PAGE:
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Hyperdiploid pattern showing whole chromosomal gain, typically seen in biologically favorable neuroblastoma (Schwannian stroma-poor) tumor.

Diploid pattern often seen in biologically unfavorable tumor. The tumor of this case also has amplified MYCN.

Fluorescence in situ hybridization A neuroblastic rosette with nuclei containing an equal number of MYCN signals (in green) and signals of the reference probe (in red; located on chromosome 2). This pattern indicates the presence of predominantly three chromosomes 2 and a normal MYCN status

Fluorescence in situ hybridization for analysis of the MYCN status Neuroblastoma cells with a low to high amplification rate of the MYCN gene (over 4- up to 50-fold in relation to the reference probe). Some nuclei have a so-called MYCN gain which is defined as an up to 4-fold excess of gene copies as compared with the reference probe on chromosome 2. The gain or amplification of the MYCN oncogene is organized extrachromosomally in so-called double minute, i.e. acentric, chromosomes.

Fluorescence in situ hybridization for analysis of the MYCN status A neuroblastoma cell with MYCN amplification organized intrachromosomally (known as homogenously staining regions, HSR‘s) surrounded by bone marrow cells.

Fluorescence in situ hybridization for analysis of the MYCN status Neuroblastoma cells with MYCN amplification. The amplified oncogene is present in forms of double minutes and small HSR‘s.

Fluorescence in situ hybridization for analysis of the MYCN status The four pictures are derived from the same tumor and show an intra-tumoral heterogeneity for the MYCN status, i.e. a focal MYCN amplification. Besides nuclei with three single copy MYCN signals, there are nuclei with up to 60 signals.

Fluorescence in situ hybridization for analysis of the MYCN status A neuroblastoma metastasis in the liver showing MYCN amplified cells besides nuclei with a so-called MYCN gain (for definition see Figure 1)

Immunofluorescence labeling and sequential fluorescence in situ hybridization with analysis of the MYCN status A. Neuroblastoma cells in the bone marrow stained with an anti-GD2 antibody. B. The sequential FISH with a MYCN probe and automatic relocation of the GD2 positive cells (shown in A) revealed a MYCN amplification (HSR‘s).

Fluorescence in situ hybridization for analysis of the chromosomal region 1p36.3 A rosette consisting of poorly differentiated neuroblasts showing three green signals for the centromeric region of chromosome 1 and three red signals for the subtelomeric region of the short arm of chromosome 1 (1p36.3). The balanced signal ratio indicates an intact chromosomal region 1p36.3. One cell shows a hexasomy 1.

A ganglionic cell with one big centromeric signal and three subtelomeric signals. The big signal is caused by centromeric associations which are commonly observed when neuroblastoma cells differentiate into ganglionic cells, but can also be found after cytotoxic therapy. Centromeric associations, especially with polyploidization, may hamper correct interpretation of the FISH picture (a deletion or imbalance of a chromosomal region can be masked, or a gain or, rarely, an amplification can be feigned).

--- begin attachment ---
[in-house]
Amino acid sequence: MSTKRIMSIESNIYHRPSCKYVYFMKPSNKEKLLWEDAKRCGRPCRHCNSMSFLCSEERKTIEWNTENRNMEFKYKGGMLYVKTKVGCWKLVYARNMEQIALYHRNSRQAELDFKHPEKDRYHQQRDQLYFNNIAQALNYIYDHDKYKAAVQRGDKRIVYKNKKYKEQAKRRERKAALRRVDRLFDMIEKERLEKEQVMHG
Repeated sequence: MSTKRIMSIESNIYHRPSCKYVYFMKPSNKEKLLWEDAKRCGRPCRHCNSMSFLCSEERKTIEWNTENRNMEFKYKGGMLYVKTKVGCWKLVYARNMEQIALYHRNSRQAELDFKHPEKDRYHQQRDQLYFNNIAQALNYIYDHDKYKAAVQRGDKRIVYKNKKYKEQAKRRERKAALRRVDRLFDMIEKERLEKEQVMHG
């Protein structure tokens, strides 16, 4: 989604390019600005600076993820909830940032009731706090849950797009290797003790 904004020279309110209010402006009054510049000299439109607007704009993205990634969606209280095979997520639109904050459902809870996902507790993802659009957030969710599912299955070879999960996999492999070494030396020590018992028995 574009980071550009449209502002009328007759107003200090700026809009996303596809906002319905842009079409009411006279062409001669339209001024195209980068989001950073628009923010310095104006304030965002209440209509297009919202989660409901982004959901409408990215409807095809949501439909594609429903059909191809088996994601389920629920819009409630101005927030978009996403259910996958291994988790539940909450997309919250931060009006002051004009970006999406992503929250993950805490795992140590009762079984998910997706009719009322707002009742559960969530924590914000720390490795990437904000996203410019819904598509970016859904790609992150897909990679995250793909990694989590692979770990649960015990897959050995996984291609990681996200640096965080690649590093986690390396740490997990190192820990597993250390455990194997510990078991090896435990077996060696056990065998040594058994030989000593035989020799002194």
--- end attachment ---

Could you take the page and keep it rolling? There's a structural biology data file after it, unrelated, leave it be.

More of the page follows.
The same probes as shown in A. and B. indicate a so-called ‚imbalance‘ of the chromosomal region 1p36.3 (mainly three to six centromeric signals and 2 to three subtelomeric signals). Although in neuroblastic tumors this hybridization pattern is often a consequence of a loss of heterozygosity (LOH), it does not necessarily reflect an LOH. Some nuclei show fusion of centromeric signals which masks the underlying imbalance .

A hybridization pattern showing only one 1p36.3 signal is called ‚deletion‘ and is always connected with an LOH.

Fluorescence in situ hybridization of ganglionic cells and Schwann cells in ganglioneuroblastoma, intermixed tumor Ganglionic cells with trisomies for the chromosome 1 without deletion or imbalance of the chromosomal region 1p36.3. Trisomies to hexasomies of various chromosomes are usually found in the neuronal population of spontaneously maturing neuroblastic tumors. The DNA content is usually in the near-triploid (near-penta-, hexaploid) range.

Schwann cell nuclei showing two centromeric and two 1p36.3 signals indicating the presence of a disomy 1. The same hybridization pattern is found with all other chromosomes which are investigated. Structural aberrations are always absent and the DNA content of the Schwann cell population in these tumor is constantly diploid. The genetic differences of these two cell populations, i.e., neuroblastic/ganglionic cells and Schwann cells, the results of co-cultivation studies, and embryological/neurophysiological data lead to the conclusion that Schwann cells in pNTs are normal and are recruited by the neuroblastoma cells.

Fluorescence in situ hybridization for the analysis of the status of the long arm of chromosome 17 The chromosome 17q status is analyzed with a DNA probe located on the long arm of chromosome 17 (in green) together with a reference DNA probe located on the short arm of chromosome 17 (in red). This picture shows a balanced ratio of 17p and 17q signals and indicates a tetrasomy 17.

Fluorescence in situ hybridization for the analysis of the status of the long arm of chromosome 17 The chromosome 17q status is analyzed with a DNA probe located on the long arm of chromosome 17 (in green) together with a reference DNA probe located on the short arm of chromosome 17 (in red). This picture shows a balanced ratio of 17p and 17q signals and indicates Different types of chromosome 17q gains are shown.

Genetics

In this section, genetic properties of pNTs are illustrated by conventional karyotyping and FISH method


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